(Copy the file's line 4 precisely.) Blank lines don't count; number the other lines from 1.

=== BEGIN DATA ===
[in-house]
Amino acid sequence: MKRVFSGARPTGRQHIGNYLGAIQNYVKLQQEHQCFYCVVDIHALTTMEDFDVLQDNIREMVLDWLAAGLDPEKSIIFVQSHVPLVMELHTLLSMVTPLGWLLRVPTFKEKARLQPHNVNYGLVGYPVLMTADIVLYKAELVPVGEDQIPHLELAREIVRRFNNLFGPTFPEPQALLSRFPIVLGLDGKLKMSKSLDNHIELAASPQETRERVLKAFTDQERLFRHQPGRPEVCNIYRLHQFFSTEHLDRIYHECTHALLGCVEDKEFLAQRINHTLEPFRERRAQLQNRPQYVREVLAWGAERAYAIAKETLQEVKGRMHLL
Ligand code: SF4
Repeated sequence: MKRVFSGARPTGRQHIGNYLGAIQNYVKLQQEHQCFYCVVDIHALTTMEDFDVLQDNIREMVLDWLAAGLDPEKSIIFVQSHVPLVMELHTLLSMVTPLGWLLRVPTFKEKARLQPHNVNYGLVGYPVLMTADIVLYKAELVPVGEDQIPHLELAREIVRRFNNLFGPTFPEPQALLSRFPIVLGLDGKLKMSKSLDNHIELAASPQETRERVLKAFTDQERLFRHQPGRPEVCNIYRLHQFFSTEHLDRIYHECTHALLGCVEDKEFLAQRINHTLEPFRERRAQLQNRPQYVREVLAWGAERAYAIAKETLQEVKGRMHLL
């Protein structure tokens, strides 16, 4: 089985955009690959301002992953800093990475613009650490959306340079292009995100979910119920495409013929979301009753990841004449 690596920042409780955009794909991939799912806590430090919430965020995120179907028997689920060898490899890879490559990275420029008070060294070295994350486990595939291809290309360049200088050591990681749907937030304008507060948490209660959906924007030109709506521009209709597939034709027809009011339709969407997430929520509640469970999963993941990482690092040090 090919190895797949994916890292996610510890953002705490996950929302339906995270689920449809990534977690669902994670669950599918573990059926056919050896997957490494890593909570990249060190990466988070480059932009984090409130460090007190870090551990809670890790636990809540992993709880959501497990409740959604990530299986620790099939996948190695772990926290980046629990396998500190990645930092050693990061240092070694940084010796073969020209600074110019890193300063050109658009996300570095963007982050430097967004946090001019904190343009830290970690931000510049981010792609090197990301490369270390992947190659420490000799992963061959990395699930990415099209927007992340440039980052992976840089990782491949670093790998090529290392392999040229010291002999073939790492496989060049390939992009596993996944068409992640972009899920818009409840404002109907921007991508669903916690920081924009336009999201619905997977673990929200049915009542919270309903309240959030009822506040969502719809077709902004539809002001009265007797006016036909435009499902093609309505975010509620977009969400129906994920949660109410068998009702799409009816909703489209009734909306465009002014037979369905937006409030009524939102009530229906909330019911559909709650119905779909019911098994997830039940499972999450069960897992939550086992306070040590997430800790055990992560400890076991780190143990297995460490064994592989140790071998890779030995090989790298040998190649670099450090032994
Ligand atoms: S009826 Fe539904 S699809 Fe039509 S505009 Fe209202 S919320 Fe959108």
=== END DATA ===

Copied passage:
Repeated sequence: MKRVFSGARPTGRQHIGNYLGAIQNYVKLQQEHQCFYCVVDIHALTTMEDFDVLQDNIREMVLDWLAAGLDPEKSIIFVQSHVPLVMELHTLLSMVTPLGWLLRVPTFKEKARLQPHNVNYGLVGYPVLMTADIVLYKAELVPVGEDQIPHLELAREIVRRFNNLFGPTFPEPQALLSRFPIVLGLDGKLKMSKSLDNHIELAASPQETRERVLKAFTDQERLFRHQPGRPEVCNIYRLHQFFSTEHLDRIYHECTHALLGCVEDKEFLAQRINHTLEPFRERRAQLQNRPQYVREVLAWGAERAYAIAKETLQEVKGRMHLL